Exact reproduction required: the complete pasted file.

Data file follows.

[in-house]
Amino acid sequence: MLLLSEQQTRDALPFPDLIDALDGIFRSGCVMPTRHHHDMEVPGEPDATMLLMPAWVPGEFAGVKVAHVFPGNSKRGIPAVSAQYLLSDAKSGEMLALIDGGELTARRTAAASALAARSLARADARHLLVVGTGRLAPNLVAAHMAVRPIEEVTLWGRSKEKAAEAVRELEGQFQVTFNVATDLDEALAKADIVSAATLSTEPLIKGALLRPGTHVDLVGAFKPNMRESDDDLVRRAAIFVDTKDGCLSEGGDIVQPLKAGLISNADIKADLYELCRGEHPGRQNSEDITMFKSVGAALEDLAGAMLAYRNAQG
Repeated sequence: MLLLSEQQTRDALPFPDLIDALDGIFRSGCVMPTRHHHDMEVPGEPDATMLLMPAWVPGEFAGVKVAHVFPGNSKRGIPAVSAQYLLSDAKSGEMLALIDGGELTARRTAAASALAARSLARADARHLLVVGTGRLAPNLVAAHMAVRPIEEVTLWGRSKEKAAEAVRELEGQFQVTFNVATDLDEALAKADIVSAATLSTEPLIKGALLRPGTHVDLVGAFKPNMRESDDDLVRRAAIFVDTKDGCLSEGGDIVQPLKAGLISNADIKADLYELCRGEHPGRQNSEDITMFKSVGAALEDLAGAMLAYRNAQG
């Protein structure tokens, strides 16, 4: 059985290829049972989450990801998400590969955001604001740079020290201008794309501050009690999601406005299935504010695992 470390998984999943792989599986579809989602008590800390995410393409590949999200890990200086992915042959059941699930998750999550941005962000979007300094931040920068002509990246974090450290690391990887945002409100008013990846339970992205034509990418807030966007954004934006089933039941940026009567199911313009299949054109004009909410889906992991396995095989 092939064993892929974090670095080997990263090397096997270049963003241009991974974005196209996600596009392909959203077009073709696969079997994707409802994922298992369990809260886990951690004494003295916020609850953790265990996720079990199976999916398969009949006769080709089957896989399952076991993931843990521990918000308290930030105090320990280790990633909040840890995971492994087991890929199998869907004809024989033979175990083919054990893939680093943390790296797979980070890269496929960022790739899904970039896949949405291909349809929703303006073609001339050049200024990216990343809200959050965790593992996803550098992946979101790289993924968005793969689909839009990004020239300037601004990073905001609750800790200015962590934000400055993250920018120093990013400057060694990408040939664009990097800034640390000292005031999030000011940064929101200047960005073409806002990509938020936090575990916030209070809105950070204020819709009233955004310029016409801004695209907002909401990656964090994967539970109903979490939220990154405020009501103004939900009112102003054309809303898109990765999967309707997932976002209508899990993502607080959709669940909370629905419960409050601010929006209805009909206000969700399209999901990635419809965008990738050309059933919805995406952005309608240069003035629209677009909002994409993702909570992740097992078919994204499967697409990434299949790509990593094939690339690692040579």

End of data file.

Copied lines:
[in-house]
Amino acid sequence: MLLLSEQQTRDALPFPDLIDALDGIFRSGCVMPTRHHHDMEVPGEPDATMLLMPAWVPGEFAGVKVAHVFPGNSKRGIPAVSAQYLLSDAKSGEMLALIDGGELTARRTAAASALAARSLARADARHLLVVGTGRLAPNLVAAHMAVRPIEEVTLWGRSKEKAAEAVRELEGQFQVTFNVATDLDEALAKADIVSAATLSTEPLIKGALLRPGTHVDLVGAFKPNMRESDDDLVRRAAIFVDTKDGCLSEGGDIVQPLKAGLISNADIKADLYELCRGEHPGRQNSEDITMFKSVGAALEDLAGAMLAYRNAQG
Repeated sequence: MLLLSEQQTRDALPFPDLIDALDGIFRSGCVMPTRHHHDMEVPGEPDATMLLMPAWVPGEFAGVKVAHVFPGNSKRGIPAVSAQYLLSDAKSGEMLALIDGGELTARRTAAASALAARSLARADARHLLVVGTGRLAPNLVAAHMAVRPIEEVTLWGRSKEKAAEAVRELEGQFQVTFNVATDLDEALAKADIVSAATLSTEPLIKGALLRPGTHVDLVGAFKPNMRESDDDLVRRAAIFVDTKDGCLSEGGDIVQPLKAGLISNADIKADLYELCRGEHPGRQNSEDITMFKSVGAALEDLAGAMLAYRNAQG
């Protein structure tokens, strides 16, 4: 059985290829049972989450990801998400590969955001604001740079020290201008794309501050009690999601406005299935504010695992 470390998984999943792989599986579809989602008590800390995410393409590949999200890990200086992915042959059941699930998750999550941005962000979007300094931040920068002509990246974090450290690391990887945002409100008013990846339970992205034509990418807030966007954004934006089933039941940026009567199911313009299949054109004009909410889906992991396995095989 092939064993892929974090670095080997990263090397096997270049963003241009991974974005196209996600596009392909959203077009073709696969079997994707409802994922298992369990809260886990951690004494003295916020609850953790265990996720079990199976999916398969009949006769080709089957896989399952076991993931843990521990918000308290930030105090320990280790990633909040840890995971492994087991890929199998869907004809024989033979175990083919054990893939680093943390790296797979980070890269496929960022790739899904970039896949949405291909349809929703303006073609001339050049200024990216990343809200959050965790593992996803550098992946979101790289993924968005793969689909839009990004020239300037601004990073905001609750800790200015962590934000400055993250920018120093990013400057060694990408040939664009990097800034640390000292005031999030000011940064929101200047960005073409806002990509938020936090575990916030209070809105950070204020819709009233955004310029016409801004695209907002909401990656964090994967539970109903979490939220990154405020009501103004939900009112102003054309809303898109990765999967309707997932976002209508899990993502607080959709669940909370629905419960409050601010929006209805009909206000969700399209999901990635419809965008990738050309059933919805995406952005309608240069003035629209677009909002994409993702909570992740097992078919994204499967697409990434299949790509990593094939690339690692040579």